CAMBRIDGE SPRINGS — Recently I spent a pleasant afternoon touring the Christ Episcopal Church on the Diamond in Meadville.Jeri Hogan had called me and wanted to know if I would like to see the apple tree mural that she and others had painted in one of the hallways. The reason being one of the murals was about early Cambridge Springs.The theme of the mural comes from one of Jeri's favorite poems called "Jesus Christ the Apple Tree."
CAMBRIDGE SPRINGS — Here are some interesting facts about our eyes.• Your eyes are composed of more than 2 million working parts.• One in every 12 males is color blind. • All babies are born color blind.• On average we blink 17 times a minute.• If your eyes are blue, you share a common ancestor with every other blue-eyed person in the world.• Your eyeballs never change in size from birth to death.
CAMBRIDGE SPRINGS — Last Thursday evening, the First Baptist Church filled with 145 people to attend the Heritage Society's "History Night. "Several newcomers and out-of-state visitors were in the audience. The subject was "Being Healed at the Spa: History of the Sanitariums, Hospitals and Doctors from 1859-1970s. "Here are a couple of items that was covered. Did you know Cambridge had one of the first female doctors in the area? Her name was Alminia F. Rhodes.
Muck Rack makes it simple to find people, tweets, or articles that mention any name, keyword, company, hashtag etc. We've compiled this guide to help you make the most of your search.
Selecting a term
Start searching tweets, articles from media outlets, articles mentioned in tweets, journalists'
names, titles and bios with some suggested searches:
Companies or Topics (e.g. iPhone, Microsoft)
Phrases (e.g. "cloud computing") — use quotes to keep the terms together
Twitter handles (e.g. @username) — returns those who have mentioned or replied to
Names (e.g. "David Pogue")
Hashtags (e.g. #sxsw, #london2012)
Bio details (e.g. vegan, Olympics, father)
Muck Rack's Advanced Search allows for many boolean operators.
Find results that mention multiple specified terms, use AND or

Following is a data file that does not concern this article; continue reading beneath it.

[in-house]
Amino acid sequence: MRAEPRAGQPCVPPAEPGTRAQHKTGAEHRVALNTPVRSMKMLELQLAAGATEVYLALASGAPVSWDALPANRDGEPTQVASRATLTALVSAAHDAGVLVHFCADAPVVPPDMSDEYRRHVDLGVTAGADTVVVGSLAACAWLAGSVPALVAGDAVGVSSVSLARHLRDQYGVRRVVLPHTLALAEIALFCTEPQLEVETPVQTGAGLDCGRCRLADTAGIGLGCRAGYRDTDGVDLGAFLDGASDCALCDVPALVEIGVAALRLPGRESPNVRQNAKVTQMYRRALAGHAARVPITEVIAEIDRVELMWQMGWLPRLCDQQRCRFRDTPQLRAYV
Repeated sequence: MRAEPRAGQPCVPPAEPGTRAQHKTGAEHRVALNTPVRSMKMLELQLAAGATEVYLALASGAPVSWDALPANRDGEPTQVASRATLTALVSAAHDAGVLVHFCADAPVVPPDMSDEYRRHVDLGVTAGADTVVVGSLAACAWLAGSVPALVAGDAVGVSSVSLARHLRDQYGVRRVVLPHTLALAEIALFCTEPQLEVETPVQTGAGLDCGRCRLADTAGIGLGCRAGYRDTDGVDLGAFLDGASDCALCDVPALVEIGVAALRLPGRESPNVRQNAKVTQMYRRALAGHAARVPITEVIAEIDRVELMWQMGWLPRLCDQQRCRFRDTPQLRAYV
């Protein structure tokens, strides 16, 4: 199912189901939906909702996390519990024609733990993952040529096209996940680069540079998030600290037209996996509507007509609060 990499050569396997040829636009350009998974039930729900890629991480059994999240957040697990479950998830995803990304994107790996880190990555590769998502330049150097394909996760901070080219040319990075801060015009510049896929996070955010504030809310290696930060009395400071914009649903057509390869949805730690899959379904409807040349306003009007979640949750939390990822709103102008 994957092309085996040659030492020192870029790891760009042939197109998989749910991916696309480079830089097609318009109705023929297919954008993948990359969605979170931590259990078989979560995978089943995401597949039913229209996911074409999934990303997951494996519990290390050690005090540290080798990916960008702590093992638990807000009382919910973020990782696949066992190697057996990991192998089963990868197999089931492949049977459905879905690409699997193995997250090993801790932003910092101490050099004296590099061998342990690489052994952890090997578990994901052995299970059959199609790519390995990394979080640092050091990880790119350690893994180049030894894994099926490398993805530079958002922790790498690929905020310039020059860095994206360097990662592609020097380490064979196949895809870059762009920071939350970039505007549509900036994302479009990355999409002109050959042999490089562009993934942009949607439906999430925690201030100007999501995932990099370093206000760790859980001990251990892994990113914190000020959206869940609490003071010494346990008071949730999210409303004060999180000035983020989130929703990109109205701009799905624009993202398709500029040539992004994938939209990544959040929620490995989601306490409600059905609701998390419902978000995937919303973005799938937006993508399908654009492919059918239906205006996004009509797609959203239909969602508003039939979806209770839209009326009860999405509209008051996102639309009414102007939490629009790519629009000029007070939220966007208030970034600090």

+. For example, ensure each result contains both Elon Musk and Mark Zuckerberg by
searching Musk AND Zuckerberg or Musk + Zuckerberg.
Use the operators OR or , to broaden your search when you'd like either of
multiple terms to appear in results. (This is the default behavior of our search when no operators
are used). For example, results will contain either cake or cookie by searching cake OR cookie or cake,cookie
Use NOT or - to subtract results from your search. For
example, searching Disney will yield results about the Walt Disney Company as well as Walt Disney
World Resort. To exclude mentions of Disney World, search for Disney -World or Disney
When using one of these operators with a phrase, enclose it in quotation marks. For example, you can
find results about smartphones excluding Apple's iPhone 4S by searching smartphone -"iPhone
Exact case matching or punctuation
If you're searching for a brand name or keyword that relies on specific punctuation marks or capitalization, you can
find results that match your exact query by adding matchcase: before the keyword you're searching for, like matchcase:E*TRADE .
Use parentheses to separate multiple
boolean phrases. For example, to find journalists talking about having fun in Disney World or
Disneyland, search for ("disney world" OR disneyland) AND fun.
An asterisk can be used to search for any variation of a root word truncated by the asterisk. For example, searching for admin* will return results for administrator, administration, administer, administered, etc.
A near operator is an AND operator where you can control the distance between the words. You can vary the distance the near operation uses by adding a forward slash and number (between 0-99) such as strawberries NEAR/10 "whipped cream", which means the strawberries must exist within 10 words of "whipped cream".